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16 April 2024: Articles  Switzerland

Unintentional Plastic Blister Ingestion Leading to Intestinal Perforation: A Report of Two Cases

Unusual clinical course, Challenging differential diagnosis, Diagnostic / therapeutic accidents, Management of emergency care, Educational Purpose (only if useful for a systematic review or synthesis)

Juli Celina Medina Gontier1ABCDEF*, Lea Wienandts2ABCDEF, Susann Endermann3AE

DOI: 10.12659/AJCR.943514

Am J Case Rep 2024; 25:e943514




BACKGROUND: Unintentional medication-blister ingestion is rare but frequently leads to intestinal perforation. The diagnosis of intestinal perforation following blister ingestion is often delayed because of an unreliable history and nonspecific clinical presentation. The purpose of this case report is to raise awareness about a rare but difficult diagnosis and its importance in avoiding potentially fatal events.

CASE REPORT: Herein, we describe successful cases of surgical and endoscopic removal after blister ingestion. The first case was that of a polymorbid 75-year-old man who presented with acute onset of abdominal pain in the right upper quadrant and epigastric regions. No indication of the cause was observed on initial computed tomography (CT). The patient developed an acute abdomen, and emergency laparotomy was performed, during which 2 small perforations were observed in the terminal ileum, and an empty tablet blister was retrieved. The second patient was a 55-year-old man who presented with a considerable lack of awareness. On the initial CT, a subdural hematoma, aspiration, and an unidentified foreign body in the stomach were observed. Gastroscopy was performed after emergency craniotomy. In addition to the initial foreign body, a second object, which had gone unnoticed on the initial CT, was found and removed from the esophagus.

CONCLUSIONS: With an increased risk of perforation and difficult clinical and radiological diagnoses, prophylactic measures and special awareness of high-risk patients are particularly important.

Keywords: Foreign Bodies, general surgery, Endoscopy, Digestive System, Eating


The ingestion of foreign bodies is a common reason for emergency department visits. Bone fragments, chicken bones, teeth, and cocktail sticks are among the most commonly swallowed foreign bodies [1]. Children, older individuals, those with concomitant psychiatric conditions, intoxicated persons, individuals with visual impairments, and those with dentures are particularly susceptible due to reduced palatal sensitivity [1,2]. Complications arising from foreign body ingestion, such as bleeding or perforation, requiring endoscopic or surgical intervention, occur in approximately 1% of cases [2]. Despite their low ingestion rates, tablet blister packs pose an increased risk of injury and perforation due to their sharp-edged shape.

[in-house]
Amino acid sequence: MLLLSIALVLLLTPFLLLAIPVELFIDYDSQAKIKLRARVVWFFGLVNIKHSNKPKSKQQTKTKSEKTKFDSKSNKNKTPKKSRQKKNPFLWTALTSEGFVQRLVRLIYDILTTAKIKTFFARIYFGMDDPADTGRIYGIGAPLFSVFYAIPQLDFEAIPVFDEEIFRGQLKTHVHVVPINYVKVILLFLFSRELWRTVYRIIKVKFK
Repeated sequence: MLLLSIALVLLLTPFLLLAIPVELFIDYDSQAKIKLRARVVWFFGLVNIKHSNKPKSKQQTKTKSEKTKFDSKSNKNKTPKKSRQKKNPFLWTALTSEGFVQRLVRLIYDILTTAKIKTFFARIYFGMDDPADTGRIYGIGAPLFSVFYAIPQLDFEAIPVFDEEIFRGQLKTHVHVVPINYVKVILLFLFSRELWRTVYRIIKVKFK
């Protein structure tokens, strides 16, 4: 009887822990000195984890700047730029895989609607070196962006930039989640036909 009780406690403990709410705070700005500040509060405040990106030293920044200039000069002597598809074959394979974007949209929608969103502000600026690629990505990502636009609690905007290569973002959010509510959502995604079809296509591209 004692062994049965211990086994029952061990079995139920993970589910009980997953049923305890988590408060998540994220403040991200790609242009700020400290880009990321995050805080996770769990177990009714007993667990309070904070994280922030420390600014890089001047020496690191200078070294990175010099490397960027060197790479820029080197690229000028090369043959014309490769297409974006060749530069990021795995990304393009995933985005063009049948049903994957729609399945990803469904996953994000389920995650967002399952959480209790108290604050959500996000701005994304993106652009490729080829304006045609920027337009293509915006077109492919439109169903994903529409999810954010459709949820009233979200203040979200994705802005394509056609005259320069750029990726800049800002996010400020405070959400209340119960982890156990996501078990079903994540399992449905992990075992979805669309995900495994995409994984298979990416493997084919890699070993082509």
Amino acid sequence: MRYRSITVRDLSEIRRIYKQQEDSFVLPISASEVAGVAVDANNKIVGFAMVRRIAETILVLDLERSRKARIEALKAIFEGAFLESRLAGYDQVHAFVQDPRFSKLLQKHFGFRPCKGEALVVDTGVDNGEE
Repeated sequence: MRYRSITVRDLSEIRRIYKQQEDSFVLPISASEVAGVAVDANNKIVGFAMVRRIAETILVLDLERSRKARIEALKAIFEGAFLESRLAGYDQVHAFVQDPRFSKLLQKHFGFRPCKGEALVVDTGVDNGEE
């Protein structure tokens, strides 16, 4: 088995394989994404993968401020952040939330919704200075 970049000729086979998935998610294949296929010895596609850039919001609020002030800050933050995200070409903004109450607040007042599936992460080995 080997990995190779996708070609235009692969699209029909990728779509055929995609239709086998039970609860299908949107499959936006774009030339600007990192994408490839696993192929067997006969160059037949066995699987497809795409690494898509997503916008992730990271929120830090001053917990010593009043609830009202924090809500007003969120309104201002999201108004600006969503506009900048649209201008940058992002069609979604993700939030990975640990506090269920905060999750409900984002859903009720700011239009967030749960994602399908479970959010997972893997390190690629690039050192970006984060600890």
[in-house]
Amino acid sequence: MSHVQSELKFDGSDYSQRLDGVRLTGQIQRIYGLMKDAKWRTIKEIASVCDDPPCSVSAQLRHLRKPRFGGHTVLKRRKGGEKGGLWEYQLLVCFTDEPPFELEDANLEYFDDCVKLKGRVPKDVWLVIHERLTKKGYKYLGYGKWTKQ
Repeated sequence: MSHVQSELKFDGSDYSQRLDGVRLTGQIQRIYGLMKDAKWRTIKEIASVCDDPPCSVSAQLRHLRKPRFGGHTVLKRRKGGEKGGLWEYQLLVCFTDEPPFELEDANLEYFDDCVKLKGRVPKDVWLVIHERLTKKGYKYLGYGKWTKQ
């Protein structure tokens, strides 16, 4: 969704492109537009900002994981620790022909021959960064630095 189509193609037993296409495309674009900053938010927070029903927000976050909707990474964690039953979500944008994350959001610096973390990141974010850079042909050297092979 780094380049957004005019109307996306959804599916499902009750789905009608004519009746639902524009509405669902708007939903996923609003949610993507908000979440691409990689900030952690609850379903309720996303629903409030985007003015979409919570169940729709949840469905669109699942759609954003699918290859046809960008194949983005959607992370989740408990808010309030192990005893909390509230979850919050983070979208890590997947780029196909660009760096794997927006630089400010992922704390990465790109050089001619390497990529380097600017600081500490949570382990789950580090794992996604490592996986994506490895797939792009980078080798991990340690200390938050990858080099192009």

The diagnosis of blister ingestion can be challenging due to the often vague clinical presentation and the limited visibility of blister packs in initial imaging studies [1,3]. Therefore, it is important to consider the possibility of blister ingestion in cases of unclear throat or abdominal complaints, especially in patients at higher risk.

In the current context of an aging society, this topic is pertinent. Due to its rarity, limited references in the literature, and difficulty in diagnosis, raising awareness about this clinical situation is crucial to avoid possible fatal events due to late or non-identification of blister ingestion.

Case Reports


A 75-year-old man presented to the emergency department of the Cantonal Hospital St. Gallen in Switzerland, with acute onset of constant abdominal pain in the right upper quadrant and epigastric regions. He reported having taken 3 painkillers that morning. The patient had undergone abdominal surgeries and an endovascular aortic repair in 2015 for a ruptured abdominal aortic aneurysm. Despite suffering from mild cognitive impairment, he lived alone at home.

Upon examination, he was hypotensive (64/44 mmHg) but otherwise hemodynamically stable. He had marked tenderness and guarding in the right upper abdominal quadrant. Non-contrast abdominal computed tomography (CT) was un-remarkable (Figure 1A). Thus, the cause of abdominalgia remained unclear.

The patient developed an acute abdomen on the first day after admission. A second CT of the abdomen was performed with angiography. This revealed short-stretched wall thickening of the small intestine in the right mid-abdomen, as well as a small intraluminal hyperdense structure 2 cm in length (Figure 1B). Strong clinical suspicion of perforation prompted an exploratory laparotomy.

Midline upper abdominal laparotomy was performed. Upon exploration of the right hemiabdomen, a loop of the small intestine was dislodged, revealing a 3-mm perforation 50 cm proximal to Bauhin’s valve in the mesentery region. A foreign body could be palpated (Figure 2A). The perforation site was dilated through an enterotomy, and the foreign body was extracted. The foreign body was identified as an empty medication blister (Figure 2B). During the patient’s inpatient stay, he was asked if he could recall swallowing the blister, which he denied.